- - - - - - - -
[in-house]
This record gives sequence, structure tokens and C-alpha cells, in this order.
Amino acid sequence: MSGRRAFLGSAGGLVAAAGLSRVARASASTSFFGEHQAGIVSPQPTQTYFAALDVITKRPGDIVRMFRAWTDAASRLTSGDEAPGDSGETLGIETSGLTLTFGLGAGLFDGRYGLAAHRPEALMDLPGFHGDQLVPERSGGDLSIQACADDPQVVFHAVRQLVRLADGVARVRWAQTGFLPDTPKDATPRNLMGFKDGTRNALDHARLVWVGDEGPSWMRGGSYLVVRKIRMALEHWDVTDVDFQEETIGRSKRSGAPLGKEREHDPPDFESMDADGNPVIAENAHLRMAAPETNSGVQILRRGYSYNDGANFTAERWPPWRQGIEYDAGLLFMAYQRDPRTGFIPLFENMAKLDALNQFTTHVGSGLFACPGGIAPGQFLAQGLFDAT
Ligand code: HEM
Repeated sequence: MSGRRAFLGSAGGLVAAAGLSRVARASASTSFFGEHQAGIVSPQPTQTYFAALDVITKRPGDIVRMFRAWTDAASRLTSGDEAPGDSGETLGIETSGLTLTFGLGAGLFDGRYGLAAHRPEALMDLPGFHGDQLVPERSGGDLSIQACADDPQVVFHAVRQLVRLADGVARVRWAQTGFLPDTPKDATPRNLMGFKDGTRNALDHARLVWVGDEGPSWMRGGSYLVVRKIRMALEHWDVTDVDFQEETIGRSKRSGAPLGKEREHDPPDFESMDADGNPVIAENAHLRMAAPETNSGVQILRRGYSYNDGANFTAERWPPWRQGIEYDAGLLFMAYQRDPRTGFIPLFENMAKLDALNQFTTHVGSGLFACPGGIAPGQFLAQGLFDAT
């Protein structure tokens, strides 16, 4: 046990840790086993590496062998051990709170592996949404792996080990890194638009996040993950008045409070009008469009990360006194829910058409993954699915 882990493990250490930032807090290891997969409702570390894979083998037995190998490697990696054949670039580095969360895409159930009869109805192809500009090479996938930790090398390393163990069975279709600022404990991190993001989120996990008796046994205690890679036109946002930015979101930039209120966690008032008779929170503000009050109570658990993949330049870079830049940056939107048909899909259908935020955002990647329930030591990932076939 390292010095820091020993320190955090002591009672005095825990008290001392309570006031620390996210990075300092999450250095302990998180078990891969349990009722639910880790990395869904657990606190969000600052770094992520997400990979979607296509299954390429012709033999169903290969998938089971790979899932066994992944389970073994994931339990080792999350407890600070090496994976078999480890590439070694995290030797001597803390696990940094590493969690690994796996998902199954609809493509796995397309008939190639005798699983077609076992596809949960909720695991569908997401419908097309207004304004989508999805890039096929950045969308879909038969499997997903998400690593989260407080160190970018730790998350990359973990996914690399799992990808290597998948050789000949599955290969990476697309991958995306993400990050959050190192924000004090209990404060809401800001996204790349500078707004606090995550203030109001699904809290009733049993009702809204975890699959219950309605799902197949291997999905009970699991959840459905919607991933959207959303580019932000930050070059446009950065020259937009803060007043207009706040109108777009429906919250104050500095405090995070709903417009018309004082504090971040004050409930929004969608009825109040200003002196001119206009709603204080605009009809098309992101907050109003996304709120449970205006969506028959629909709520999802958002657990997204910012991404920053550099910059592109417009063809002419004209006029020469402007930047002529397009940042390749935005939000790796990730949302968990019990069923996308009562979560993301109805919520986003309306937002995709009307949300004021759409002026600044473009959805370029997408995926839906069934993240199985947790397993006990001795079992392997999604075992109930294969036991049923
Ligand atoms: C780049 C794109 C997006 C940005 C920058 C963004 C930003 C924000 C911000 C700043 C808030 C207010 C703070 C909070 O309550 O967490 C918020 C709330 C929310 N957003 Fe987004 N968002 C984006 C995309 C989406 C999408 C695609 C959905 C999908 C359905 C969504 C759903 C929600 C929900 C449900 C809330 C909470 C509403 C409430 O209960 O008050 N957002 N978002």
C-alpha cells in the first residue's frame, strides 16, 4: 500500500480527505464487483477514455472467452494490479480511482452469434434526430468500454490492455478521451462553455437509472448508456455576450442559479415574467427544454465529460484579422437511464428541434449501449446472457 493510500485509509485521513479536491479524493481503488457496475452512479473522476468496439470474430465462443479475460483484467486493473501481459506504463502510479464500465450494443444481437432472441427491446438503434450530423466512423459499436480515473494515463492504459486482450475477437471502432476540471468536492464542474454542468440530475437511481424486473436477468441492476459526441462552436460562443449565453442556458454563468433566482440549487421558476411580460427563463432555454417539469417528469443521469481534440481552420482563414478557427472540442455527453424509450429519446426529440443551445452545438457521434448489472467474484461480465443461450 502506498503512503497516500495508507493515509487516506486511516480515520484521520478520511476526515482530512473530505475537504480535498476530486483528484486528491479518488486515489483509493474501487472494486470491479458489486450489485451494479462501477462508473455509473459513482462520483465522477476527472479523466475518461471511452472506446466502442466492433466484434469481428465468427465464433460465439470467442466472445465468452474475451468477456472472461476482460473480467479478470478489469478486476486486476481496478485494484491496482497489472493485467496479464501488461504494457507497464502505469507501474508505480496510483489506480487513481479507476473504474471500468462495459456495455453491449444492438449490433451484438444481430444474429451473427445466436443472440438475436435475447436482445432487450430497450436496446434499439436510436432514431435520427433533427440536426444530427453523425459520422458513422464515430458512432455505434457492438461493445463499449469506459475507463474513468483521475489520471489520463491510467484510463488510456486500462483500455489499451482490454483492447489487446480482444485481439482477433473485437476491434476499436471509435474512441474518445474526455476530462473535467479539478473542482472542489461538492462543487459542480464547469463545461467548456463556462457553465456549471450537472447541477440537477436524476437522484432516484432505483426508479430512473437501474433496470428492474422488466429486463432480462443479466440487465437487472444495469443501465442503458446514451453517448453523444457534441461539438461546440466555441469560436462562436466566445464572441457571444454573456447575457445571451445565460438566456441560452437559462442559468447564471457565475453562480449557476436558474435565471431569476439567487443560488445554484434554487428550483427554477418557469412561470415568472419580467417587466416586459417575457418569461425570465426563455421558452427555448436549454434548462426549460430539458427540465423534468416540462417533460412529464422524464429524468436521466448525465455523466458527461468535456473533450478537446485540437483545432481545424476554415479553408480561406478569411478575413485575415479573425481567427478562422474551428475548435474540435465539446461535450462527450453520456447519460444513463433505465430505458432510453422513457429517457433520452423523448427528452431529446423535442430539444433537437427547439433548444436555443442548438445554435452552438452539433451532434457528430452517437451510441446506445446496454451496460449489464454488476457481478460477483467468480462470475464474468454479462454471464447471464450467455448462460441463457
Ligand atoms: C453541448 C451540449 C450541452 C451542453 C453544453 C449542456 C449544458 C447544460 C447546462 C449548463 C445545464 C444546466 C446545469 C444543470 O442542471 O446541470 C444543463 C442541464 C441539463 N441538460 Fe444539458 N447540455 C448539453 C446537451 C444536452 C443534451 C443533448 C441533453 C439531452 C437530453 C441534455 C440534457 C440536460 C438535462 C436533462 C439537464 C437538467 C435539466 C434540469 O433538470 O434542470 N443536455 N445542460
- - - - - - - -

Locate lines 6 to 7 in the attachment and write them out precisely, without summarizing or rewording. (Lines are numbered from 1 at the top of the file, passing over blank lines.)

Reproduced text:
């Protein structure tokens, strides 16, 4: 046990840790086993590496062998051990709170592996949404792996080990890194638009996040993950008045409070009008469009990360006194829910058409993954699915 882990493990250490930032807090290891997969409702570390894979083998037995190998490697990696054949670039580095969360895409159930009869109805192809500009090479996938930790090398390393163990069975279709600022404990991190993001989120996990008796046994205690890679036109946002930015979101930039209120966690008032008779929170503000009050109570658990993949330049870079830049940056939107048909899909259908935020955002990647329930030591990932076939 390292010095820091020993320190955090002591009672005095825990008290001392309570006031620390996210990075300092999450250095302990998180078990891969349990009722639910880790990395869904657990606190969000600052770094992520997400990979979607296509299954390429012709033999169903290969998938089971790979899932066994992944389970073994994931339990080792999350407890600070090496994976078999480890590439070694995290030797001597803390696990940094590493969690690994796996998902199954609809493509796995397309008939190639005798699983077609076992596809949960909720695991569908997401419908097309207004304004989508999805890039096929950045969308879909038969499997997903998400690593989260407080160190970018730790998350990359973990996914690399799992990808290597998948050789000949599955290969990476697309991958995306993400990050959050190192924000004090209990404060809401800001996204790349500078707004606090995550203030109001699904809290009733049993009702809204975890699959219950309605799902197949291997999905009970699991959840459905919607991933959207959303580019932000930050070059446009950065020259937009803060007043207009706040109108777009429906919250104050500095405090995070709903417009018309004082504090971040004050409930929004969608009825109040200003002196001119206009709603204080605009009809098309992101907050109003996304709120449970205006969506028959629909709520999802958002657990997204910012991404920053550099910059592109417009063809002419004209006029020469402007930047002529397009940042390749935005939000790796990730949302968990019990069923996308009562979560993301109805919520986003309306937002995709009307949300004021759409002026600044473009959805370029997408995926839906069934993240199985947790397993006990001795079992392997999604075992109930294969036991049923
Ligand atoms: C780049 C794109 C997006 C940005 C920058 C963004 C930003 C924000 C911000 C700043 C808030 C207010 C703070 C909070 O309550 O967490 C918020 C709330 C929310 N957003 Fe987004 N968002 C984006 C995309 C989406 C999408 C695609 C959905 C999908 C359905 C969504 C759903 C929600 C929900 C449900 C809330 C909470 C509403 C409430 O209960 O008050 N957002 N978002």